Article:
Sunday, July 12, 2009


[click to enlarge] We have been taking so many pictures this summer that I often constipate my poor laptop. So I am certainly going to post as many of them as possible. Click on the collages if you want. Tubingen was a darling and photogenic town. It's like a cross between Cambridge and Mendocino (the flowers everywhere -- even on the church! who puts windowboxes on a church?). It is an old university town in Baden-Wurtemburg in the area of Swabia which is by the black forest. It is built around the Neckar river, which is really a small stream where they go punting; the boats are called stockkahns or stick boats. In the center of town is a house where Goethe stayed while he was here for a week visiting his publisher. They put up a plaque to commemorate it. The house next door put up a sign that says "Hier kotzte Goethe" or 'Goethe puked here'.
We just walked along, letting the tide of people carry us into the markt or plaza at the center of town, in front of the Rathaus. By then it was 9:30 or 10:00, and we stopped at a restaurant and had dinner. I got a maultasche, which is a local specialty in Swabia. It is a cross between a giant ravioli and a savory strudel. Mine had cheese and spinach and onions and a mushroom sauce, and now I want to learn how to make them -- it was marvelous. Poor Joss woke up near the end of dinner, incredulous that this day had not yet ended, and that he was still in his stroller. We got him home as soon as we could, finding happily that our luggage had arrived during our absence. So we set up his portacrib and got him to bed at 11:00pm.
[click to enlarge] The next morning Rob visited the university and classrooms, library and met instructors from the intensive German course. His hostess was Daniela, a colleague from his Berkeley/Tubingen/Vienna/Harvard working group. He is enthusiastic about the program because students can get so much credit for so little money living here for a month. He was impressed with everything except his maultasche for lunch -- he said mine had been better the night before! I stayed with Joss in the hotel and let him sleep off his nightmare of a day before. After three and a half hours, he was a new man.

[click to enlarge] Thursday afternoon Daniela took us to the cloister at Bebenhausen, just outside of town. It has been around since the 11th century. They decided at one point that the church was too large and they chopped half of it off, using the stones for the Hohentubingen palace. Both of these properties belonged to the King of Baden-Wurtemburg, who lived until 1921. He was a popular ruler who used to walk his dog in the park and people would greet him as "Herr Konig" or "Mr. King". After WWII a relation used the property to hide a friend of hers who happened to be the head of the Luftwaffe, and he hid here until his death, sometime in the fifties. It's a beautiful place, now used for summer concerts and weddings and parties.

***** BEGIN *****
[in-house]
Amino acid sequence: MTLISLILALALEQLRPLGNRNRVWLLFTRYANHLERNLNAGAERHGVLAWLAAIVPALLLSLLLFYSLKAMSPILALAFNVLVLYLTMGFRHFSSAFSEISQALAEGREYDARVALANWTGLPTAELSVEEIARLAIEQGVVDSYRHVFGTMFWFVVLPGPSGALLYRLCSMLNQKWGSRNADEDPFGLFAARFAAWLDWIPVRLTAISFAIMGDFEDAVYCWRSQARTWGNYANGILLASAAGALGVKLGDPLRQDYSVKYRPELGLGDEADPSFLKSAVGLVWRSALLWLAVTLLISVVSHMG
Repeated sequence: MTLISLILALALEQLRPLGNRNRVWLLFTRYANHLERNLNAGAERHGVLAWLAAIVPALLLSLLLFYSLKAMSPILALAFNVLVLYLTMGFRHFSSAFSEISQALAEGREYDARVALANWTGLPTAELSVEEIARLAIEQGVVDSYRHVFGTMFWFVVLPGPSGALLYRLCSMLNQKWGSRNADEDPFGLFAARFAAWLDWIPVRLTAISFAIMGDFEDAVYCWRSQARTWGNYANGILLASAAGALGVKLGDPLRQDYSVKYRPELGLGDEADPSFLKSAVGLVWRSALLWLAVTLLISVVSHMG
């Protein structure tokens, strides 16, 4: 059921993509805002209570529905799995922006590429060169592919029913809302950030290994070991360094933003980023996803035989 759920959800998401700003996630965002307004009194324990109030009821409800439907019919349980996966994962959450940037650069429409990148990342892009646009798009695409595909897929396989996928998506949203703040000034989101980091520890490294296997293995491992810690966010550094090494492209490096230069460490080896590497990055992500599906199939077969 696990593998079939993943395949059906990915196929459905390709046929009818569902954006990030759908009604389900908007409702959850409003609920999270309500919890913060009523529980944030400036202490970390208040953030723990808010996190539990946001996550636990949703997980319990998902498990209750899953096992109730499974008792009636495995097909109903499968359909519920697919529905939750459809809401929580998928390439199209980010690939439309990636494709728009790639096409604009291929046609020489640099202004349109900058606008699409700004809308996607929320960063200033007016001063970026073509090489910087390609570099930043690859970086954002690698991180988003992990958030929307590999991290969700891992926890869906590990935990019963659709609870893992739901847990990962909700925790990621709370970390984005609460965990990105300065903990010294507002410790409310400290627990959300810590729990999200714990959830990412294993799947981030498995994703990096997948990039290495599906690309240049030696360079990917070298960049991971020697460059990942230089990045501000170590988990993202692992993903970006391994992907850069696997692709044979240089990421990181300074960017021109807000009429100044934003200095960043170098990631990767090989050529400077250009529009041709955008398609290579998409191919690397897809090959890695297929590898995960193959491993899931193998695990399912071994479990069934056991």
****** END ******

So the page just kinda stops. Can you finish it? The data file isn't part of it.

After we left Daniela, we parked on the other side of town and made another exploration across Tubingen, ending sheepishly in front of the same restaurant where we'd eaten the night before and having another maultasche. Why mess with a good thing? In fact, why not get another ciabatta and cheese and some cherries? (We did that too!)
[click to enlarge] After dinner and again the next morning, we visited Schloss Hohentubingen at the crest of the hill. This has some great renaissance aspects on the outside, and an impressive collection of antiquities in the museum inside. It's also used as a conference center and houses some departments of the univeristy. Also up here at the top of the hill are several of the fraternities. They are incredibly old institutions, and here they keep some of the really old traditions. Like wearing their house ribbons. And sword fighting. I told Rob that if he wants to keep his children speaking German, a swordfighting fraternity at a German university is quite a carrot.
[click to enlarge] Our last day there, Rob visited another friend, Klaus, who lives in Tubingen. He and his partner, Elke lived in our apartment when we went to Utah. They had a little boy, Florenz, born the same day as Maddie. Then they had a girl two days off of Will's birthday, and another girl, Nora, the same age as Sebi. They talked shop and had a nice visit. They live in this great apartment over an organic store and have a 1/20 share of a car. I would love a 1/20 share of a car, but I cannot imagine sharing our car with anyone in the condition we keep our interiors.
We finished with a stop for eis and tried the "carbonara" which is like spaghetti eis only all chocolate and nuts. We all liked it quite a lot, and that whole pile of chocolatey goodness was gone in a flash. We meandered back through town and said goodbye to the town. But we will be back . . .

1 comment:

Frau Magister said...

Matt and I think that top picture of Rob should be his faculty photo. Or maybe on the dust jacket of his next book.